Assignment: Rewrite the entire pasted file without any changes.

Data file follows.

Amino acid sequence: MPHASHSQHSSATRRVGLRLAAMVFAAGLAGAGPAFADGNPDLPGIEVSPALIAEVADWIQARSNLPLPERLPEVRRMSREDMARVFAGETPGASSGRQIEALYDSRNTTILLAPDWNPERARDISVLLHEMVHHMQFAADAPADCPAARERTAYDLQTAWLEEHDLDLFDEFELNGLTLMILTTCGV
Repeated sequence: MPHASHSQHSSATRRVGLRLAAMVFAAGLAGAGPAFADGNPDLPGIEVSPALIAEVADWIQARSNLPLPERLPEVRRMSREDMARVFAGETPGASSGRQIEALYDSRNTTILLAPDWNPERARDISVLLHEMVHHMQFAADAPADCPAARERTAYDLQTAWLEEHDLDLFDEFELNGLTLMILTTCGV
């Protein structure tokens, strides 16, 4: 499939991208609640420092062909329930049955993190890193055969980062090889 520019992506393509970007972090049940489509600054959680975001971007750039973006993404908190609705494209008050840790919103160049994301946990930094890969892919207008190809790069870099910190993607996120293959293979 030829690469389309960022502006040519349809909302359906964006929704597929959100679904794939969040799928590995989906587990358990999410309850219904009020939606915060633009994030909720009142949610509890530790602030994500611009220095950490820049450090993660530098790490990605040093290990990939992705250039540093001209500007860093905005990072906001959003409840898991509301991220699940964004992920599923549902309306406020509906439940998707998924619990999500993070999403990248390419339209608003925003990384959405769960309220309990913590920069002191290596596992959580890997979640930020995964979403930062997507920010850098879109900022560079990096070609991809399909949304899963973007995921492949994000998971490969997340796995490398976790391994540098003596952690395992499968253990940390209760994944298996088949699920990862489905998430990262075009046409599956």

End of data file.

Amino acid sequence: MPHASHSQHSSATRRVGLRLAAMVFAAGLAGAGPAFADGNPDLPGIEVSPALIAEVADWIQARSNLPLPERLPEVRRMSREDMARVFAGETPGASSGRQIEALYDSRNTTILLAPDWNPERARDISVLLHEMVHHMQFAADAPADCPAARERTAYDLQTAWLEEHDLDLFDEFELNGLTLMILTTCGV
Repeated sequence: MPHASHSQHSSATRRVGLRLAAMVFAAGLAGAGPAFADGNPDLPGIEVSPALIAEVADWIQARSNLPLPERLPEVRRMSREDMARVFAGETPGASSGRQIEALYDSRNTTILLAPDWNPERARDISVLLHEMVHHMQFAADAPADCPAARERTAYDLQTAWLEEHDLDLFDEFELNGLTLMILTTCGV
């Protein structure tokens, strides 16, 4: 499939991208609640420092062909329930049955993190890193055969980062090889 520019992506393509970007972090049940489509600054959680975001971007750039973006993404908190609705494209008050840790919103160049994301946990930094890969892919207008190809790069870099910190993607996120293959293979 030829690469389309960022502006040519349809909302359906964006929704597929959100679904794939969040799928590995989906587990358990999410309850219904009020939606915060633009994030909720009142949610509890530790602030994500611009220095950490820049450090993660530098790490990605040093290990990939992705250039540093001209500007860093905005990072906001959003409840898991509301991220699940964004992920599923549902309306406020509906439940998707998924619990999500993070999403990248390419339209608003925003990384959405769960309220309990913590920069002191290596596992959580890997979640930020995964979403930062997507920010850098879109900022560079990096070609991809399909949304899963973007995921492949994000998971490969997340796995490398976790391994540098003596952690395992499968253990940390209760994944298996088949699920990862489905998430990262075009046409599956």